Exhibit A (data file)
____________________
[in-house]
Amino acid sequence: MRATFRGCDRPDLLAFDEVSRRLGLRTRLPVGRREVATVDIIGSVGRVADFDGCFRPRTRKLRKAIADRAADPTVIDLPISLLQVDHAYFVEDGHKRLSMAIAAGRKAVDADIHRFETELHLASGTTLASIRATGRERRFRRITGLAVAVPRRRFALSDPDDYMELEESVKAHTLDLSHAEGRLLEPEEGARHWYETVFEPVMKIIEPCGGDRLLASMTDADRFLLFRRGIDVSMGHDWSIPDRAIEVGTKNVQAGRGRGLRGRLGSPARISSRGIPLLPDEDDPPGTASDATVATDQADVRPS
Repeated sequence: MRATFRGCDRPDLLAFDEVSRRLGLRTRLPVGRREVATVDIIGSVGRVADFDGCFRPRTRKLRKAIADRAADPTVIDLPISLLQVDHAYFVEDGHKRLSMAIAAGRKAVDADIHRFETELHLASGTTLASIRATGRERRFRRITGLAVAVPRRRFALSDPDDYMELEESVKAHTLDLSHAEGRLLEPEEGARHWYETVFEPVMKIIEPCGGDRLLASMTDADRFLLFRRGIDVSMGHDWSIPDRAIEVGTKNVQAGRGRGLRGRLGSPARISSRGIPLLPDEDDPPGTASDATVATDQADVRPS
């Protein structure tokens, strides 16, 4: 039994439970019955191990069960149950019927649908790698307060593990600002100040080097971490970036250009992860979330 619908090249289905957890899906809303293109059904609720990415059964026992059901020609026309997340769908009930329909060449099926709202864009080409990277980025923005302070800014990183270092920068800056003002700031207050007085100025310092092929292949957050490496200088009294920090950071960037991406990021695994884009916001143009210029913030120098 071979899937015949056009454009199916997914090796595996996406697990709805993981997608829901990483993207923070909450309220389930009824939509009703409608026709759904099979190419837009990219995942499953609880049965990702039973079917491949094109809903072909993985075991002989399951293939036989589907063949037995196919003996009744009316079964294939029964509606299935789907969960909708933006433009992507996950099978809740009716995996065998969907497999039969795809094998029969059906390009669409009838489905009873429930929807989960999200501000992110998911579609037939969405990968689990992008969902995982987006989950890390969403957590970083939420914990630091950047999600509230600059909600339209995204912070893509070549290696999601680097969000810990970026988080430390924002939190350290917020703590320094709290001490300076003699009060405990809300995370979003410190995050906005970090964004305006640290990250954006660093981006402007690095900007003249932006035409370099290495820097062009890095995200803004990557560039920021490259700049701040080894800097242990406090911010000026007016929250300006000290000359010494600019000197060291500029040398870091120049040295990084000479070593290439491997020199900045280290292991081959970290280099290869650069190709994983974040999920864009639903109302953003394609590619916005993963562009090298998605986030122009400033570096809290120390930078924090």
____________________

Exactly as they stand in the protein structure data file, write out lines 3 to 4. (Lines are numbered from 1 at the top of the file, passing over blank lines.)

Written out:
Repeated sequence: MRATFRGCDRPDLLAFDEVSRRLGLRTRLPVGRREVATVDIIGSVGRVADFDGCFRPRTRKLRKAIADRAADPTVIDLPISLLQVDHAYFVEDGHKRLSMAIAAGRKAVDADIHRFETELHLASGTTLASIRATGRERRFRRITGLAVAVPRRRFALSDPDDYMELEESVKAHTLDLSHAEGRLLEPEEGARHWYETVFEPVMKIIEPCGGDRLLASMTDADRFLLFRRGIDVSMGHDWSIPDRAIEVGTKNVQAGRGRGLRGRLGSPARISSRGIPLLPDEDDPPGTASDATVATDQADVRPS
């Protein structure tokens, strides 16, 4: 039994439970019955191990069960149950019927649908790698307060593990600002100040080097971490970036250009992860979330 619908090249289905957890899906809303293109059904609720990415059964026992059901020609026309997340769908009930329909060449099926709202864009080409990277980025923005302070800014990183270092920068800056003002700031207050007085100025310092092929292949957050490496200088009294920090950071960037991406990021695994884009916001143009210029913030120098 071979899937015949056009454009199916997914090796595996996406697990709805993981997608829901990483993207923070909450309220389930009824939509009703409608026709759904099979190419837009990219995942499953609880049965990702039973079917491949094109809903072909993985075991002989399951293939036989589907063949037995196919003996009744009316079964294939029964509606299935789907969960909708933006433009992507996950099978809740009716995996065998969907497999039969795809094998029969059906390009669409009838489905009873429930929807989960999200501000992110998911579609037939969405990968689990992008969902995982987006989950890390969403957590970083939420914990630091950047999600509230600059909600339209995204912070893509070549290696999601680097969000810990970026988080430390924002939190350290917020703590320094709290001490300076003699009060405990809300995370979003410190995050906005970090964004305006640290990250954006660093981006402007690095900007003249932006035409370099290495820097062009890095995200803004990557560039920021490259700049701040080894800097242990406090911010000026007016929250300006000290000359010494600019000197060291500029040398870091120049040295990084000479070593290439491997020199900045280290292991081959970290280099290869650069190709994983974040999920864009639903109302953003394609590619916005993963562009090298998605986030122009400033570096809290120390930078924090």